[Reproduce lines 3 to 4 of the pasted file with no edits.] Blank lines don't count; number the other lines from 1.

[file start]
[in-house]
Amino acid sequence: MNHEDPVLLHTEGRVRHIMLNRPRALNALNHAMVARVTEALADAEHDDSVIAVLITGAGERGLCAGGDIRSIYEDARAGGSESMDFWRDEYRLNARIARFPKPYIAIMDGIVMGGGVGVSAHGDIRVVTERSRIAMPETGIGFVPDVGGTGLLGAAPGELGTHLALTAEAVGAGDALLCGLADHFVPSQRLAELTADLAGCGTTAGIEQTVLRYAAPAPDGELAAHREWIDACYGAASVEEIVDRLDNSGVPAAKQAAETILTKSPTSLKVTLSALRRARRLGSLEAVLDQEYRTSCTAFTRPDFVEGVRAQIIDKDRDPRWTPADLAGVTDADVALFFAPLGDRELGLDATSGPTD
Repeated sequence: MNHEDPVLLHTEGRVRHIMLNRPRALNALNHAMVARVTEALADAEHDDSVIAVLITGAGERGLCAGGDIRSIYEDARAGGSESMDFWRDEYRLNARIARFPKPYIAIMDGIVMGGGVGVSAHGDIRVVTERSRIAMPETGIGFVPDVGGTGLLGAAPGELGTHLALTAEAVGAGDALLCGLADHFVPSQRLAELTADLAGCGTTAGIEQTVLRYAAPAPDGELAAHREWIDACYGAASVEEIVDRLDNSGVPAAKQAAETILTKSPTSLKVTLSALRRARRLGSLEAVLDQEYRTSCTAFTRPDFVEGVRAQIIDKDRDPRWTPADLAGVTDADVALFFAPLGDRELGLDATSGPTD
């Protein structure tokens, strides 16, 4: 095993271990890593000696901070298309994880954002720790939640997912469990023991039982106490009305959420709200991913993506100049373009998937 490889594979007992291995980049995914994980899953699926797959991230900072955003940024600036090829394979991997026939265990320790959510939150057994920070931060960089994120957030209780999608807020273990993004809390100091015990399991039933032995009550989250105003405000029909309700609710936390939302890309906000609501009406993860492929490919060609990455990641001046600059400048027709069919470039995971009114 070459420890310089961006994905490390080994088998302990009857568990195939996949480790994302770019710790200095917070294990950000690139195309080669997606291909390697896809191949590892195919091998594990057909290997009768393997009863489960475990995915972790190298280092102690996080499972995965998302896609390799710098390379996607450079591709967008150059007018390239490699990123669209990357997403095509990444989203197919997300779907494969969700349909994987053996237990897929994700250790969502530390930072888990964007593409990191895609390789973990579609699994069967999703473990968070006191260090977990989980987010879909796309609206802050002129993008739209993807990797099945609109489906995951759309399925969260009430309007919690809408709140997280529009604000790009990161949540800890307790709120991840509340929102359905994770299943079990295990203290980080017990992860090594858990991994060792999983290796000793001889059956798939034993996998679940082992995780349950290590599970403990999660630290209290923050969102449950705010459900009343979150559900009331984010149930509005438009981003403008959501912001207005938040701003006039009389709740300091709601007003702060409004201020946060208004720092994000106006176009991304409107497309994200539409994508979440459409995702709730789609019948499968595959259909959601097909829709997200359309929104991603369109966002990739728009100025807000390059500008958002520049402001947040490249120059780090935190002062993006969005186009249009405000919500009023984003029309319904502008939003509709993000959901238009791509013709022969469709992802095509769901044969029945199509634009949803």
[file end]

Repeated sequence: MNHEDPVLLHTEGRVRHIMLNRPRALNALNHAMVARVTEALADAEHDDSVIAVLITGAGERGLCAGGDIRSIYEDARAGGSESMDFWRDEYRLNARIARFPKPYIAIMDGIVMGGGVGVSAHGDIRVVTERSRIAMPETGIGFVPDVGGTGLLGAAPGELGTHLALTAEAVGAGDALLCGLADHFVPSQRLAELTADLAGCGTTAGIEQTVLRYAAPAPDGELAAHREWIDACYGAASVEEIVDRLDNSGVPAAKQAAETILTKSPTSLKVTLSALRRARRLGSLEAVLDQEYRTSCTAFTRPDFVEGVRAQIIDKDRDPRWTPADLAGVTDADVALFFAPLGDRELGLDATSGPTD
């Protein structure tokens, strides 16, 4: 095993271990890593000696901070298309994880954002720790939640997912469990023991039982106490009305959420709200991913993506100049373009998937 490889594979007992291995980049995914994980899953699926797959991230900072955003940024600036090829394979991997026939265990320790959510939150057994920070931060960089994120957030209780999608807020273990993004809390100091015990399991039933032995009550989250105003405000029909309700609710936390939302890309906000609501009406993860492929490919060609990455990641001046600059400048027709069919470039995971009114 070459420890310089961006994905490390080994088998302990009857568990195939996949480790994302770019710790200095917070294990950000690139195309080669997606291909390697896809191949590892195919091998594990057909290997009768393997009863489960475990995915972790190298280092102690996080499972995965998302896609390799710098390379996607450079591709967008150059007018390239490699990123669209990357997403095509990444989203197919997300779907494969969700349909994987053996237990897929994700250790969502530390930072888990964007593409990191895609390789973990579609699994069967999703473990968070006191260090977990989980987010879909796309609206802050002129993008739209993807990797099945609109489906995951759309399925969260009430309007919690809408709140997280529009604000790009990161949540800890307790709120991840509340929102359905994770299943079990295990203290980080017990992860090594858990991994060792999983290796000793001889059956798939034993996998679940082992995780349950290590599970403990999660630290209290923050969102449950705010459900009343979150559900009331984010149930509005438009981003403008959501912001207005938040701003006039009389709740300091709601007003702060409004201020946060208004720092994000106006176009991304409107497309994200539409994508979440459409995702709730789609019948499968595959259909959601097909829709997200359309929104991603369109966002990739728009100025807000390059500008958002520049402001947040490249120059780090935190002062993006969005186009249009405000919500009023984003029309319904502008939003509709993000959901238009791509013709022969469709992802095509769901044969029945199509634009949803």